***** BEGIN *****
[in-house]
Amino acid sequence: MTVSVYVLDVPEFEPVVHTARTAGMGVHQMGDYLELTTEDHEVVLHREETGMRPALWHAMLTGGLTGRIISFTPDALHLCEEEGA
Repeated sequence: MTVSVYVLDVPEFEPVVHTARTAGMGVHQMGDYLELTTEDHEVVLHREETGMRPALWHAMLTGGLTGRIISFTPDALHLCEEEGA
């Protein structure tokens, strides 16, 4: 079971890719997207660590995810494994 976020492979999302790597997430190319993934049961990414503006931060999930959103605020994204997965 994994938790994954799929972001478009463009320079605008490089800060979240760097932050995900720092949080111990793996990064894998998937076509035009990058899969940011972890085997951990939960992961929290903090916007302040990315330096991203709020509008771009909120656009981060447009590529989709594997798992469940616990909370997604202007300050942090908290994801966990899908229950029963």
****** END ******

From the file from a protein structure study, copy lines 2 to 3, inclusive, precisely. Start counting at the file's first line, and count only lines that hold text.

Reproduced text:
Amino acid sequence: MTVSVYVLDVPEFEPVVHTARTAGMGVHQMGDYLELTTEDHEVVLHREETGMRPALWHAMLTGGLTGRIISFTPDALHLCEEEGA
Repeated sequence: MTVSVYVLDVPEFEPVVHTARTAGMGVHQMGDYLELTTEDHEVVLHREETGMRPALWHAMLTGGLTGRIISFTPDALHLCEEEGA